Documents show TC Energy contractors failed to report conflicts of interest to FERC
Two conflicting third-party contractors escaped a federal audit process last year for the review of two separate TC Energy gas pipeline projects. The Federal Energy Regulatory Commission (FERC) has hired consultancy firms to review projects proposed by TC Energy, but the firms have not disclosed that they are concurrently working for the Canadian pipeline giant. While FERC addressed the conflict of interest last year after a review, newly obtained documents show that TC Energy and the contractors did not disclose the scope of potential issues to the federal agency.
Last fall, TC Energy filed two separate proposals with FERC for pipeline expansion projects, the Virginia Electrification Project in Virginia, and the GTN XPress in Idaho, Washington and Oregon. To assist with FERC’s environmental review of projects under the National Environmental Policy Act (NEPA), TC Energy asked FERC to approve the hiring of third-party contractors.
Although the pipeline company pays these contractors, they are considered “independent” and are expected to work under the supervision of FERC personnel. FERC Rules outline the hiring process: the pipeline company sends requests for proposals (RFPs) to potential consulting firms. Contractors must then submit a Statement of Organizational Conflict of Interest (OCI) with their respective bids to the pipeline company, which conducts a review to determine if the contractor is “capable of impartially performing the environmental services required in under the contract with a third party” before then submitting all requests to FERC. FERC then reviews the information in the applications and makes a final selection.
Conflicts in Virginia
In December 2021, a Bay Journal reporter alerted FERC that the third-party contractor for the Virginia electrification project, Burns & McDonnell, was working directly for TC Energy on a related project, this one called the Virginia Reliability Project (VRP), and inquired about a possible conflict. Under the VRP, TC Energy plans to replace nearly 50 miles of pipeline and upgrade existing compressor stations to increase gas supply to the Hampton Roads area.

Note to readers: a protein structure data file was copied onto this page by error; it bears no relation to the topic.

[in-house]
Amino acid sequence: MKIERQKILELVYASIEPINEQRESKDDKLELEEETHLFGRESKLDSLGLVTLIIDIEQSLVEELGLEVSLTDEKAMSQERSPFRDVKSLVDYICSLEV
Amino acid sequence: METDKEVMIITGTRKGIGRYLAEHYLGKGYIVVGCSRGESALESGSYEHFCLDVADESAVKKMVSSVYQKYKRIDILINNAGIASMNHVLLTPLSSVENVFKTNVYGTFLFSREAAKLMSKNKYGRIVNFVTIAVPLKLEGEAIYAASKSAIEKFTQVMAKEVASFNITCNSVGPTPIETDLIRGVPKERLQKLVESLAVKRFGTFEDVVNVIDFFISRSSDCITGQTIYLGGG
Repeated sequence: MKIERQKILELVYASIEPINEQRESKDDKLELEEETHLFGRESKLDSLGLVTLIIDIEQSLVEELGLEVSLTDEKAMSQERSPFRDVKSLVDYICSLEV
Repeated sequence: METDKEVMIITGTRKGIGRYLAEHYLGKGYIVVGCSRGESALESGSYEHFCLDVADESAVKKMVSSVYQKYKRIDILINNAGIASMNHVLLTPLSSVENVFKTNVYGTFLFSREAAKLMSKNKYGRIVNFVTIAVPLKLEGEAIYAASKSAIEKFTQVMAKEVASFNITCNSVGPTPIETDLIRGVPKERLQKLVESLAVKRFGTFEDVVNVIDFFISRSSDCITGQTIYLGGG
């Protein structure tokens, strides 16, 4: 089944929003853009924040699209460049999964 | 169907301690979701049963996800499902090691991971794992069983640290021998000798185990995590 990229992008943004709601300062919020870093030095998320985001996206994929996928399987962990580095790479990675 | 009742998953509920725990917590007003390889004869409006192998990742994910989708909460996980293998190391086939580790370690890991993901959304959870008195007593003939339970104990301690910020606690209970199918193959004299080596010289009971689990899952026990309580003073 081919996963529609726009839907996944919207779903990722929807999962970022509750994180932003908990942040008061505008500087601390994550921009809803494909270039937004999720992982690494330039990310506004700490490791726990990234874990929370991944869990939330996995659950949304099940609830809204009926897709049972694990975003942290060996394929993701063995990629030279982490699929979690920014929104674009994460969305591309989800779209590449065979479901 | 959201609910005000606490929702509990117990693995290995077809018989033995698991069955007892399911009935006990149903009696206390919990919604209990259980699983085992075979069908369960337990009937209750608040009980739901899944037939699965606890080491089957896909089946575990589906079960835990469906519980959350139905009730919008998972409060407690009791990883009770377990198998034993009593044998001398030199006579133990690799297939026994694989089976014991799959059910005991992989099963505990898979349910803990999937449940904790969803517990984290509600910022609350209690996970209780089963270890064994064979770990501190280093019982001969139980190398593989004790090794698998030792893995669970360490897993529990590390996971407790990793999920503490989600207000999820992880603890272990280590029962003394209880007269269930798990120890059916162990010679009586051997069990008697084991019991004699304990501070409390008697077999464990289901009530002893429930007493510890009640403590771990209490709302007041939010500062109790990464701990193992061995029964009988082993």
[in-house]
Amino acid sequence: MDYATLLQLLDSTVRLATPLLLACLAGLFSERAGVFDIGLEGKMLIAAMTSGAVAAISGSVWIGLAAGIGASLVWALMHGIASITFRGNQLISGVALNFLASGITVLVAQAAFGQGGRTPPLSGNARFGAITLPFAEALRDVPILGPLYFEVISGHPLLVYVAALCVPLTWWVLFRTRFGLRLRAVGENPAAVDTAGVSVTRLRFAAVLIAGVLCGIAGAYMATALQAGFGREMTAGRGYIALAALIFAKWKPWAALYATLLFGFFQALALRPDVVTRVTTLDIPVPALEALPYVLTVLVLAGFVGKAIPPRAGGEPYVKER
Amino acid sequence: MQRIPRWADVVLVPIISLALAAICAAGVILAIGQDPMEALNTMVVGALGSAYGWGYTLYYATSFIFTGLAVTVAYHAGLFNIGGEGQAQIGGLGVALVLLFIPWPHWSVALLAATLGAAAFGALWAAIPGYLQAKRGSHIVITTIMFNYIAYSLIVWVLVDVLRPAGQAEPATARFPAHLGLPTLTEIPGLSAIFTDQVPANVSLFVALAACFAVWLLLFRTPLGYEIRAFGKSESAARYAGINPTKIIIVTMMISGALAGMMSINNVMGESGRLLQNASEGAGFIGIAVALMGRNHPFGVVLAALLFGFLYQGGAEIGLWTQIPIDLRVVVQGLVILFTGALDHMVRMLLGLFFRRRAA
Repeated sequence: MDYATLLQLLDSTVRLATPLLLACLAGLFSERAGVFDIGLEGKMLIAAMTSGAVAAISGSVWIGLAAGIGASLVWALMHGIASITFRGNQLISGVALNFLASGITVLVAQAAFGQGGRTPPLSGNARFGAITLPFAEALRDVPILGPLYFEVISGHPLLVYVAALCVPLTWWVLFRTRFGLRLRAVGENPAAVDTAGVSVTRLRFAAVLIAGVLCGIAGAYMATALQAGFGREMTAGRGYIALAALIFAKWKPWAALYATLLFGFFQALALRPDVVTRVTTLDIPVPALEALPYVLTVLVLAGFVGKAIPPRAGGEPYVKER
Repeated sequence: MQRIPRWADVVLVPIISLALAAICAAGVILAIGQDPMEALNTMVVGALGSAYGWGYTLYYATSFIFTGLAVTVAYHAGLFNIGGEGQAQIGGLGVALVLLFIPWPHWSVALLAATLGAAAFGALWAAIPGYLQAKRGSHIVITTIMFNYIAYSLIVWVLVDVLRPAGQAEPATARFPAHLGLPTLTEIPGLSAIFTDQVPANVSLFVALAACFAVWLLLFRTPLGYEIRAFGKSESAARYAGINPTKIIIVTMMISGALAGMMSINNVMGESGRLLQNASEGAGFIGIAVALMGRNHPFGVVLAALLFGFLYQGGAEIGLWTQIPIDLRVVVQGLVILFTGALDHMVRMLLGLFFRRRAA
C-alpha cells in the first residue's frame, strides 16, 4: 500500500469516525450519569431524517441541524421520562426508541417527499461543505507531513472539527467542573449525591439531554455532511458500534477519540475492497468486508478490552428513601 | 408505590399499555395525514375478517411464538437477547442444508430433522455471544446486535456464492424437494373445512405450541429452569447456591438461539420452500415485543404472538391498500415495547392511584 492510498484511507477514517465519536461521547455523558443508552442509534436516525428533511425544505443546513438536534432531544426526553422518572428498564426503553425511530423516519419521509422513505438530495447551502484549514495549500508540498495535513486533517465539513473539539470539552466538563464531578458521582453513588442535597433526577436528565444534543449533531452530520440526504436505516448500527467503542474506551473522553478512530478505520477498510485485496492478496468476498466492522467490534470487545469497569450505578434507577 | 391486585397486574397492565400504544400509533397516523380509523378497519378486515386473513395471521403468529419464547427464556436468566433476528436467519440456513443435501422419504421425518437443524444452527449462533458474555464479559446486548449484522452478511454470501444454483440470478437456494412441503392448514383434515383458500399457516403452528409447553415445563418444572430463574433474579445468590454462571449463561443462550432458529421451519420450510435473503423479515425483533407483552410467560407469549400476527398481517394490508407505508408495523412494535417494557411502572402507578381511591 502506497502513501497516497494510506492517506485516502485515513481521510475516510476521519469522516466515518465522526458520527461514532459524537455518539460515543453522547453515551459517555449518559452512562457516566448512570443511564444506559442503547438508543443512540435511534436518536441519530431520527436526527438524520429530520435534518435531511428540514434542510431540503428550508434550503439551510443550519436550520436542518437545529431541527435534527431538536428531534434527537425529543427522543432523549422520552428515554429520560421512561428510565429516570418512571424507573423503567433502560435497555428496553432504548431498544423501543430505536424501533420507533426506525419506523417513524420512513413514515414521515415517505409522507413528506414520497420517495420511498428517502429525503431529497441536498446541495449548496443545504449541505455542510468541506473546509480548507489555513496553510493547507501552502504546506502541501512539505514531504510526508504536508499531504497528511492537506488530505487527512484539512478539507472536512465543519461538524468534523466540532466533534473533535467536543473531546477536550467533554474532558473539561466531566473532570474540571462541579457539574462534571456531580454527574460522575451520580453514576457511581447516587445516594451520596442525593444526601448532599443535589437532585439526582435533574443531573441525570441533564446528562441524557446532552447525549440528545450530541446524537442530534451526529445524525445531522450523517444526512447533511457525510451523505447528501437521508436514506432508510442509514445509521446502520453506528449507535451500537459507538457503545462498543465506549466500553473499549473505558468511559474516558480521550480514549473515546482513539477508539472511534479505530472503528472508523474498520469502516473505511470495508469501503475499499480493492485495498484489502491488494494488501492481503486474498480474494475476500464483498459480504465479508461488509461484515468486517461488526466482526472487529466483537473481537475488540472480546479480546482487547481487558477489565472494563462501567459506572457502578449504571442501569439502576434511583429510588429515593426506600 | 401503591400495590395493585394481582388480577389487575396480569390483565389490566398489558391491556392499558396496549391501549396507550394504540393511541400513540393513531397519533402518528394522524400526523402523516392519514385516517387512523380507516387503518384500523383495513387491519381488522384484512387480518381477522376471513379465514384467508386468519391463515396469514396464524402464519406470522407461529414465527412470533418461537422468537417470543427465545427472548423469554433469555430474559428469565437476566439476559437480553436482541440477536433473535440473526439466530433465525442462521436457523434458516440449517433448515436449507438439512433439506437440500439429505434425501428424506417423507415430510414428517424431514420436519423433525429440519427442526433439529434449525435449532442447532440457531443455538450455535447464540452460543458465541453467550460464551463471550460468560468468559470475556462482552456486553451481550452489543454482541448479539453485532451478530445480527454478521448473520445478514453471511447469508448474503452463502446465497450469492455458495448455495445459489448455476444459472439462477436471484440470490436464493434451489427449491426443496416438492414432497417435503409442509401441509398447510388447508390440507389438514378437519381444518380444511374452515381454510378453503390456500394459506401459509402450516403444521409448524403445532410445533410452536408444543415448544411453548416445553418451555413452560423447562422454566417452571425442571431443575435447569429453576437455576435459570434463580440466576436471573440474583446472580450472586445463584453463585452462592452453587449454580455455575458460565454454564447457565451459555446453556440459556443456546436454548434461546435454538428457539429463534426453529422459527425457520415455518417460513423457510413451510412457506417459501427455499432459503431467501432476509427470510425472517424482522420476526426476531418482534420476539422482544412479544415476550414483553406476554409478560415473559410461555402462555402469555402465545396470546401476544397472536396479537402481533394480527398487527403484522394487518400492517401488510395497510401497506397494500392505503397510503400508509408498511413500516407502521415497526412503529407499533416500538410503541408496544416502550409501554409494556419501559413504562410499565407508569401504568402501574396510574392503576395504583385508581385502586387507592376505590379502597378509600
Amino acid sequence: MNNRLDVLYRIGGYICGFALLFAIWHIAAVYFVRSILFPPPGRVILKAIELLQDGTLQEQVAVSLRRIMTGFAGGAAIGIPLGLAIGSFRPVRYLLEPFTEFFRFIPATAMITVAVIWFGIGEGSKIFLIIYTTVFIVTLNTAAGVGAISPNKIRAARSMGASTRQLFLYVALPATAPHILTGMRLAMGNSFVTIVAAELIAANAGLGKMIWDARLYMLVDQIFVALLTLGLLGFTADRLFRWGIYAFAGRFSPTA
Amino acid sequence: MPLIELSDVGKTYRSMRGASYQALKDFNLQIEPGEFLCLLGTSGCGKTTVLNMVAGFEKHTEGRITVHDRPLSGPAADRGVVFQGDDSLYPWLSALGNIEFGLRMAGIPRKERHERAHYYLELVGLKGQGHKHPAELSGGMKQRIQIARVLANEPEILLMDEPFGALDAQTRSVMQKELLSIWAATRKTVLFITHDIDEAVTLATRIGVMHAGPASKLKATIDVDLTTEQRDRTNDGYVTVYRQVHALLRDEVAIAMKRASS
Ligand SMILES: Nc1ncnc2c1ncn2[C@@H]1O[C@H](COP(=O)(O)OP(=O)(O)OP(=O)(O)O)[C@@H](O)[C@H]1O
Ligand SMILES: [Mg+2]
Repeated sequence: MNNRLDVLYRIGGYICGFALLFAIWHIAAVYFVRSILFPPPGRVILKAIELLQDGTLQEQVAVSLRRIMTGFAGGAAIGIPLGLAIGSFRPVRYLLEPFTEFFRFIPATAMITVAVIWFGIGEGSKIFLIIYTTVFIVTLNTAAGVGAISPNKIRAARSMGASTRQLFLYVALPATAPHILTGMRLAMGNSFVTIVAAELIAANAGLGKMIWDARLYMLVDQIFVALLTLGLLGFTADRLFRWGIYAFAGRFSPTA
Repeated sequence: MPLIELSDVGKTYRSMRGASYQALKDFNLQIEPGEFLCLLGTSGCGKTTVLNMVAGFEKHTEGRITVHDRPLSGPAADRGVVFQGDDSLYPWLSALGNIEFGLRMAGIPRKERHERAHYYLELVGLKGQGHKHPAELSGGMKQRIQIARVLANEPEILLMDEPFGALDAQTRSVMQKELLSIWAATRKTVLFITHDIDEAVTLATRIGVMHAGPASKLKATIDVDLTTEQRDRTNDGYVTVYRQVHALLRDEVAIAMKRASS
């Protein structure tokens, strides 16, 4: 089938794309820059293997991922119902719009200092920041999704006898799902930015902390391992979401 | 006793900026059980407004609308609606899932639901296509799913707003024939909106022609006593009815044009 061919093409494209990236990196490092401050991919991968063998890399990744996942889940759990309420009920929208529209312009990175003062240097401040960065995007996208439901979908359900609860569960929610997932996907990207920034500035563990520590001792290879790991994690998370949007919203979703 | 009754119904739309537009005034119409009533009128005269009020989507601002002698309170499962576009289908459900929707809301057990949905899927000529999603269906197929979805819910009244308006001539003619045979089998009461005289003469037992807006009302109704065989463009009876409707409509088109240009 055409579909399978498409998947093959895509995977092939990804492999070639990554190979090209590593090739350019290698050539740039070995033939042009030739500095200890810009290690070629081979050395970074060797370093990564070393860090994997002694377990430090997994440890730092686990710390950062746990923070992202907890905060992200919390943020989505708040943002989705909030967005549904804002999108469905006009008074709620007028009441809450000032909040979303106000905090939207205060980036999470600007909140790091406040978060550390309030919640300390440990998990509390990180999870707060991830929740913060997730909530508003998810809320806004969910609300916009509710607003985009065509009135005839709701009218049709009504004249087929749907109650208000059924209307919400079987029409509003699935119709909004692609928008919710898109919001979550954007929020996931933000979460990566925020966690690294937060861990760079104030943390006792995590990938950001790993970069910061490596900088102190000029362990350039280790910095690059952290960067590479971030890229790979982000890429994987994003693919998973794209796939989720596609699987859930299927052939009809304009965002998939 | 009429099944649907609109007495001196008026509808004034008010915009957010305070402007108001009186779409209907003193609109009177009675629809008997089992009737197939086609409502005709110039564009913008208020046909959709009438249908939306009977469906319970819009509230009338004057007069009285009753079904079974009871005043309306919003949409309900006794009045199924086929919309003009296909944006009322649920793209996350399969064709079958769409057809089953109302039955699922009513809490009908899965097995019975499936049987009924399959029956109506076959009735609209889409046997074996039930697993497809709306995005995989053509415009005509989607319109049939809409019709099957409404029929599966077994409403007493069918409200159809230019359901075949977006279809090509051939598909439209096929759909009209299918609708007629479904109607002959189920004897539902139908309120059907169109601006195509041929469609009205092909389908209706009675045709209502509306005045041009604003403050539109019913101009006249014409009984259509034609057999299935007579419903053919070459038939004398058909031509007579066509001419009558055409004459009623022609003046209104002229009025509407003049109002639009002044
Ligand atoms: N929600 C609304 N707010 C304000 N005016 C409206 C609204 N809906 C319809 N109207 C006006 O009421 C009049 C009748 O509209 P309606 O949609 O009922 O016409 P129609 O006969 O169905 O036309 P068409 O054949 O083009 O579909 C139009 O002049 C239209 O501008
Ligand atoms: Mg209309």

Shortly after this investigation, FERC terminated the contract with Burns & McDonnell, based on “the agency’s recent identification of an organizational conflict of interest”.
Documents obtained by the Energy and Policy Institute through a Freedom of Information Act (FOIA) request reveal that Burns & McDonnell did not disclose its work for TC Energy on the VRP in its original OCI disclosure.
Elsewhere in the bid, the contractor said he was “not aware” of any disputes.
Burns & McDonnell did not respond to the Energy & Policy Institute’s request for comment.
Undisclosed work in the North West
TC Energy’s proposal for a conflicted environmental reviewer at FERC was not isolated to the Virginia project, according to documents recently obtained by the Energy and Policy Institute via FOIA.
On December 12, 2021, FERC announced that it had selected SWCA Environmental Consultants (SWCA) as the third-party contractor for the GTN XPress project in the Pacific Northwest, after receiving a number of bids submitted by TC Energy early november.
But on Jan. 18, 2022, TC Energy advised FERC that it “has been advised by SWCA that certain statements included in the OCI documents, submitted with SWCA’s original proposal, require revision.” Emails obtained by EPI via a FOIA request revealed that SWCA executives had asked staff to conduct an internal review of their work for TC Energy after the Bay Journal article about conflicts with the electrification project of Virginia.
“I want to make sure we’re clean,” Scott Urwick, director of SWCA’s oil and gas business line wrote to his colleagues, “I don’t want the SWCA name to be in the headlines like Burns and Mac was.”
In her initial conflict of interest declaration that she submitted to TC Energy in October 2021, SWCA said it had no “direct or indirect relationship…with any business entity that could be affected in any way by the proposed project”.
Yet in the updated disclosure provided to TC Energy and FERC in January 2022, SWCA acknowledged that it had worked for TC Energy for three years and had two ongoing projects for the pipeline company. The SWCA said its “remaining work on these two projects will not affect or be affected by the work proposed in this solicitation.”
In early February 2022, SWCA’s Senior Environmental Consultant for GTN XPress sent an email to colleagues with the subject “GTN XPress bad news”, inform them that FERC removed SWCA as a third-party contractor for TC Energy’s GTN XPress project. “The SWCA is now deemed to have a conflict of interest based on our last submission [sic] from OCI to TCE,” according to the email.
SWCA did not respond to the Energy & Policy Institute’s request for comment.
A FERC spokesperson confirmed to the Energy and Policy Institute that there are no longer any third-party contractors for VEP and GTN XPress. The contractors were fired for failing to disclose conflicts of interest, leaving FERC staff to independently conduct NEPA reviews for each of the projects.
TC Energy did not respond to a request for comment.
A history of conflict
This is not the first time the pipeline industry has hired potentially conflicted contractors to participate in federal environmental reviews of its projects. In 2016, DeSmog revealed that Spectra Energy (now Enbridge) hired a third-party contractor to review its Atlantic Bridge project even though the contractor was working for Spectra at the time on a related project.
Following the revelation, FERC updated its rules by which third-party contractors are hired. The updated rules further clarified the roles of the pipeline applicant and FERC in ensuring contractors are vetted in the event of a dispute.